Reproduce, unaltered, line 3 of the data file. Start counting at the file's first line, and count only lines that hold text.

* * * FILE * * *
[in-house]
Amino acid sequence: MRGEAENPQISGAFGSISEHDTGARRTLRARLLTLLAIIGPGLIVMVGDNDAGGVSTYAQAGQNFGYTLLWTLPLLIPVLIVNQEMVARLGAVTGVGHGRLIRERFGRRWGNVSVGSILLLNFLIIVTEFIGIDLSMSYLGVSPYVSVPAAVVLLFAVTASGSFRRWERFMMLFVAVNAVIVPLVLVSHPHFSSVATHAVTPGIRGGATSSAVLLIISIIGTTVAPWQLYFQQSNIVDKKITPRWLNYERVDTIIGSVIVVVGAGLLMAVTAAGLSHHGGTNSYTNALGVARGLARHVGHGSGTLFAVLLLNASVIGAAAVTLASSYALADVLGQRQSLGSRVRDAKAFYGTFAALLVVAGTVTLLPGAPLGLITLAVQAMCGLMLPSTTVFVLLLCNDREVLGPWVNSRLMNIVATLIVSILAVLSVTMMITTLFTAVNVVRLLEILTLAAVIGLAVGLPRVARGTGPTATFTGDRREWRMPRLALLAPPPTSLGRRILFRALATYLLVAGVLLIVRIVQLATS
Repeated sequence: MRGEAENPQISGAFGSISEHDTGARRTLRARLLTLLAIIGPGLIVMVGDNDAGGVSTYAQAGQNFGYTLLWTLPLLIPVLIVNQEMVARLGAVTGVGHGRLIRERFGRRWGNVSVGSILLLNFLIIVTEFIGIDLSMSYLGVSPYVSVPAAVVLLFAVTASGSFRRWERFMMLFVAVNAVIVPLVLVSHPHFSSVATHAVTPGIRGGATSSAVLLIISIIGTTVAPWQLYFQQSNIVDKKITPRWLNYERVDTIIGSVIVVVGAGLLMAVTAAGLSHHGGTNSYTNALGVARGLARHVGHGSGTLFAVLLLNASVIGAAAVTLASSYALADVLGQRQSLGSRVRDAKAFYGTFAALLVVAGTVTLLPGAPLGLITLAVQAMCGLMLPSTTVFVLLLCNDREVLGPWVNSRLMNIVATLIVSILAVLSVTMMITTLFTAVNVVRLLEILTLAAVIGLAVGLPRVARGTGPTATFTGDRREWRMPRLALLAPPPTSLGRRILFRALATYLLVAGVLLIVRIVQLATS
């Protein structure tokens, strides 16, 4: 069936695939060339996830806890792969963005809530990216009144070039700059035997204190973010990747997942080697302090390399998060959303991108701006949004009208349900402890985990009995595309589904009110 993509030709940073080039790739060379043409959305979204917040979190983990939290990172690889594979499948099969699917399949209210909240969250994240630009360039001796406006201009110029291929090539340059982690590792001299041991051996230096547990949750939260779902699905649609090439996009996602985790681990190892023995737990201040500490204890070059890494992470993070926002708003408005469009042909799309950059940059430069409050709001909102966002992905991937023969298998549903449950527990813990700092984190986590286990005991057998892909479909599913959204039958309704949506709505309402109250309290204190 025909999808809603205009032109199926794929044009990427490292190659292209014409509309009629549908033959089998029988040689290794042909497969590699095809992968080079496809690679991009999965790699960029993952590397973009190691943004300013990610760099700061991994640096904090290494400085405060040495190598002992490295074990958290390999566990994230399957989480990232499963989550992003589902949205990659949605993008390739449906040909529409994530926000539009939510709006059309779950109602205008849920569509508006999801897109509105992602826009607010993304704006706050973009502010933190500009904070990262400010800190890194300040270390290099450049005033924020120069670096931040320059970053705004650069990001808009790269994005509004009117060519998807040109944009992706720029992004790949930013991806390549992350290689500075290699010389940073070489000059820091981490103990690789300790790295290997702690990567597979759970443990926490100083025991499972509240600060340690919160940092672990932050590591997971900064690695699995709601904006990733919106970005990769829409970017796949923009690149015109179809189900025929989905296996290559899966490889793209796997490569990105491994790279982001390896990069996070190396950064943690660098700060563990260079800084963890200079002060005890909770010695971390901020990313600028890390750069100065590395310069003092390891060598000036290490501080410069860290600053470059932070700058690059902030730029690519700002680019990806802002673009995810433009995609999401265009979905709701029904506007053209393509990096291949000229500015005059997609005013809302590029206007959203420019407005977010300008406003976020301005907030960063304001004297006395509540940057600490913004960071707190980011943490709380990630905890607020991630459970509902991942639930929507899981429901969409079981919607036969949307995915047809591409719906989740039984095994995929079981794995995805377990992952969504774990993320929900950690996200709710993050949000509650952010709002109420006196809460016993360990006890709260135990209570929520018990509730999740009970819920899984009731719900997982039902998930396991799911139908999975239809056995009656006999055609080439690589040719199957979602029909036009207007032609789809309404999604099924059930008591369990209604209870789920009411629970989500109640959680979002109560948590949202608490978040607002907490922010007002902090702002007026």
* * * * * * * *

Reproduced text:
Repeated sequence: MRGEAENPQISGAFGSISEHDTGARRTLRARLLTLLAIIGPGLIVMVGDNDAGGVSTYAQAGQNFGYTLLWTLPLLIPVLIVNQEMVARLGAVTGVGHGRLIRERFGRRWGNVSVGSILLLNFLIIVTEFIGIDLSMSYLGVSPYVSVPAAVVLLFAVTASGSFRRWERFMMLFVAVNAVIVPLVLVSHPHFSSVATHAVTPGIRGGATSSAVLLIISIIGTTVAPWQLYFQQSNIVDKKITPRWLNYERVDTIIGSVIVVVGAGLLMAVTAAGLSHHGGTNSYTNALGVARGLARHVGHGSGTLFAVLLLNASVIGAAAVTLASSYALADVLGQRQSLGSRVRDAKAFYGTFAALLVVAGTVTLLPGAPLGLITLAVQAMCGLMLPSTTVFVLLLCNDREVLGPWVNSRLMNIVATLIVSILAVLSVTMMITTLFTAVNVVRLLEILTLAAVIGLAVGLPRVARGTGPTATFTGDRREWRMPRLALLAPPPTSLGRRILFRALATYLLVAGVLLIVRIVQLATS